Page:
Google Glass: Trials and Tribulations

20 March 2014 - Filed under googleglass

"So I have a pair of google glass here if you want to play with it for the week, see what you can do".

This is how our weekly team meeting started on Monday. Needless to say I jumped at the chance, cleared my schedule and got my hot little hands on them the very next morning. I spent the next 3 days hacking together some little proof of concept applications to show at work. Glass development is easy to get into if you have previous Android development experience. It sits on top of the existing Eclipse tools and extends them via the Glass Development Kit (GDK).

There are plenty of resources out there to help get you started, so instead of duplicating those I figured I would share things that I had troubles with when I was starting out:

Disclaimer: At the time of writing the GDK is still relatively new; in the future these problems may be addressed and may no longer be an issue.

Getting down to it:

My Setup:

VPN Connection Issues

After hours (and hours) of investigation, it appears that a glass device connected to a device with a VPN connection cannot access addresses that reside on the VPN network. I connect through a VPN to gain access to machines in the office, including my development web server. I can make requests to my server through my tablet with no problem. The same request made via glass simply timed out.

  • Wireshark snooping on the packets showed that all requests made from the glass to IPs outside of the VPN routing ranges went out successfully. All requests made to IP ranges that would need to route through the VPN never went out on the wire - thus causing the timeouts.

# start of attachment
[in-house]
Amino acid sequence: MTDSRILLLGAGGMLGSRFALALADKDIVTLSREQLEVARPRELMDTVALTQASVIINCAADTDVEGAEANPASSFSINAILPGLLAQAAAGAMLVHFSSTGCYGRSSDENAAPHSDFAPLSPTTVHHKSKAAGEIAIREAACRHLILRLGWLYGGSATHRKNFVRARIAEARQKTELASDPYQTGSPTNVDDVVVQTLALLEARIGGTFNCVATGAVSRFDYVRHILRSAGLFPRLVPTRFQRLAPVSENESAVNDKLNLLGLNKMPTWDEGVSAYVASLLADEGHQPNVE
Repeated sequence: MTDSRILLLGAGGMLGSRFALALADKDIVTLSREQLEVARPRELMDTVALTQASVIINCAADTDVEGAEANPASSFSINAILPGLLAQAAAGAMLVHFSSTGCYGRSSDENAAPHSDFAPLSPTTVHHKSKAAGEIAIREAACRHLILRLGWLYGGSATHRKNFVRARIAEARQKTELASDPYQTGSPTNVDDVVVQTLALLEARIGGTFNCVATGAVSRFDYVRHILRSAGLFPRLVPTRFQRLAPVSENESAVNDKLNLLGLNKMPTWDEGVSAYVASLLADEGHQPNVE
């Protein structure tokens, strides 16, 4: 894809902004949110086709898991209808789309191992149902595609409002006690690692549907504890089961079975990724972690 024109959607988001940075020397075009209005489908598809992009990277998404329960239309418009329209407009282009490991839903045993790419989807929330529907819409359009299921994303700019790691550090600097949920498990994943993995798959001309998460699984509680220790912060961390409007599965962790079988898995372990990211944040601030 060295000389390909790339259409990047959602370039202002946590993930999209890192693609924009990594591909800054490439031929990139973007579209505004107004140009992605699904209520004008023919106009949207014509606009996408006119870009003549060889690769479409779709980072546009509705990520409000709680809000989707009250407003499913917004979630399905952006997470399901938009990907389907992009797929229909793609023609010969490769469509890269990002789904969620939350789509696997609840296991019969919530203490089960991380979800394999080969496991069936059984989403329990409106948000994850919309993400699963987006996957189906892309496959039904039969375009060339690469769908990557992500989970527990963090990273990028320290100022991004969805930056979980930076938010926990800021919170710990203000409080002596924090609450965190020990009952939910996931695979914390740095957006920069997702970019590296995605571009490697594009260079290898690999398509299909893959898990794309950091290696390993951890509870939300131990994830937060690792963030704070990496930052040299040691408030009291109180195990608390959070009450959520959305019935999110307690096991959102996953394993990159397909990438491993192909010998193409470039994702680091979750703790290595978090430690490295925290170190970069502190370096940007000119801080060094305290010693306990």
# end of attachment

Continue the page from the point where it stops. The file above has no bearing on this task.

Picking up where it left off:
• Both wifi and bluetooth connection exhibit the same behaviour.
  • I connected via the Cisco AnyConnect client, although it is unclear if that matters or not - I have not tested this out via other VPNs.

No contextual voice commands

The "ok glass" menu system is awesome. How cool would it be to have something similar in your app? Really awesome! But we don't get it (for free) yet. The current voice recognition functionality will return the text string as spoken and it is up to you to determine matches or close matches.

Device to glass data transfer is not simple

I was hoping to be able to share data between an Android device and the glass itself. Ideally I wanted to push shared stored settings and notifications from a service running on the device (in the form of live or static cards), but there appears to be no functionality in the GDK to do this. A little digging has found that an ambitious developer has written up a bluetooth host/client to do this very thing; I have not had the time to try this out yet, but thought it worthy of note.

Authentication is tricky

Let me preface by stating that I haven't looked into authentication all that much, but by looking at currently supported glassware, they all use OAuth or OAuth2.

(GDK) Static cards cannot have a PendingIntent attached to them

There is no way to attach a menu (Intent action) to a static card put into the timeline through the GDK. It is only possible to do so using the Mirror API. To do this currently you have to create a live card.

Live cards must always include a PendingIntent

Nothing too crazy here. It states in the developer docs that a live card must including a PendingIntent, however if you forget to include this you will get no error, but the card will simply not appear when the application is run.


My demos proved worthy and our little mobile team is allowed to continue development with Glass.

Couldn't resist a Glass selfie or two


by Shayla Sawchenko